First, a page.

Additionally, a mix of Bifidobacterium species was found to positively influence relapse rates in IBD and demonstrated a variety of anti-inflammatory effects [6].
A common diet for patients with CD is a easy digestable low-residue diet. A study in 2015 challenged this dogma and ask the patients to change to a high-fiber diet rich in vegetables. More precicesly, the subjects were set on a so-called "semi-vegeterian diet" (SVD), meaning they were allowed to eat dairy products on a daily base but fish and meat only once every week. The results of this study were astonishing, as it shows that even 2 years after the change to a SVD 92% of patients sustained remission, which is defined by being symptoms free [7].

                                Crohn's disease patients on high-fiber diet stay in remission [7]

                                Crohn's disease patients on high-fiber diet stay in remission [7]

A study published in the journal Gut, used the prebiotic Fructooligosaccharide in patients with active CD and observed an increased in the abundance of fecal bifidobacteria, which led to an increase in secretion of anti-inflammatory cytokines [8]. After fructose got a lot of negative press recentely, this study gives another hint why frutctose, if taken up by unprocessed in form from fuits, can be benifical for us after all.

Another feature which is very important when it comes down to overall gut health is the diversity of the microbes. A study from 2004 found that inflammatory bowel diseases are strongly connected to a reduced diversity of the microbiome.They found that the diversity is reduced by 50% in Crohn’s disease and by 30% in Ulcerative Colitis [11].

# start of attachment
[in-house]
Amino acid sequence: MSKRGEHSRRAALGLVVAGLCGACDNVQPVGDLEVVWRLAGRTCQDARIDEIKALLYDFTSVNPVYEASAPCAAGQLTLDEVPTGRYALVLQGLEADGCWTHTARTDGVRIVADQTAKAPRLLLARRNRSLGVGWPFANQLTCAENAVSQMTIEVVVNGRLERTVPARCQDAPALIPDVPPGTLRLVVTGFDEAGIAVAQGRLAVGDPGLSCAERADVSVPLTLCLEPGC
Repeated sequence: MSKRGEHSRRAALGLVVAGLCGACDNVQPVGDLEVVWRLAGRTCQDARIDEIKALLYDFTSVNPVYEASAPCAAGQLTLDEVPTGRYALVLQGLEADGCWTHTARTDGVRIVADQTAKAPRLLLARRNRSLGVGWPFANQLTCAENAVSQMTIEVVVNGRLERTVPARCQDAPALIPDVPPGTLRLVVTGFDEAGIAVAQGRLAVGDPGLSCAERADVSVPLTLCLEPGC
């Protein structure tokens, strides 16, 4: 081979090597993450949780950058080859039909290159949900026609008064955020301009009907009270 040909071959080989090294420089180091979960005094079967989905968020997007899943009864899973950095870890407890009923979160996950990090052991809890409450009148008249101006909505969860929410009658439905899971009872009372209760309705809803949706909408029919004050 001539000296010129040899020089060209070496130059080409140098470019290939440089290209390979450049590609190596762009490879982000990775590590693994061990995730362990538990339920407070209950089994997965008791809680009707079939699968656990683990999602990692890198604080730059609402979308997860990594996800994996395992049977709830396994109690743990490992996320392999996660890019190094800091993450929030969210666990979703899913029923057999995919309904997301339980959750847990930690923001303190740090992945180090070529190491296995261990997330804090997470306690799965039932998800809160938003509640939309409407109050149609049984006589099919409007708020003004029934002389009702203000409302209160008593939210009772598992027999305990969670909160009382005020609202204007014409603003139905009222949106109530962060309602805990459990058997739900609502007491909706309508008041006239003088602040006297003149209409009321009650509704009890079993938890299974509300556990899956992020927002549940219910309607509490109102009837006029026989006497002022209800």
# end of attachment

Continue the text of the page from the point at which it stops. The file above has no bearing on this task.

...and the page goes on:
Ways to Improve Microbial diversity and decrease intestinal permeability

 

 

References

  1. Willing et al., Twin studies reveal specific imbalances in the mucosa-associated microbiota of patients with ileal crohn's disease, Inflamm Bowel Dis, 2009
  2. Sokol et al., Faecalibacterium prausnitzii is an anti-inflammatory commensal bacterium identified by gut microbiota analysis of Crohn disease patients, PNAS, 2008
  3. Oliva et al., Randomised clinical trial: the effectiveness of Lactobacillus reuteri ATCC 55730 rectal enema in children with active distal ulcerative colitis, APT, 2011

  4. Ng et al., Immunosuppressive effects via human intestinal dendritic cells of probiotic bacteria and steroids in the treatment of acute ulcerative colitis., Inflamm Bowel Dis., 2010

  5. Kato et al., Randomized placebo-controlled trial assessing the effect of bifidobacteria-fermented milk on active ulcerative colitis K., Alinment Pharmacol, 2004

  6. Hai-Hong et al., Effects of probiotic on intestinal mucosa of patients with ulcerative colitis Hai-Hong, World J Gastroenterol, 2004

  7. Chiba et al., High Amount of Dietary Fiber Not Harmful But Favorable for Crohn Disease, Perm J 2015

  8. Lindsay et al., Clinical, microbiological, and immunological effects of fructo-oligosaccharide in patients with Crohn’s disease, 2006, Gut

  9. http://autoimmunesociety.org/inflammatory-bowel-disease/

  10. Kaplan and Ng, Understanding and Preventing the Global Increase of Inflammatory Bowel Disease

  11. Ott et al., Reduction in diversity of the colonic mucosa associated bacterial microflora in patients with active inflammatory bowel disease, Gut, 2044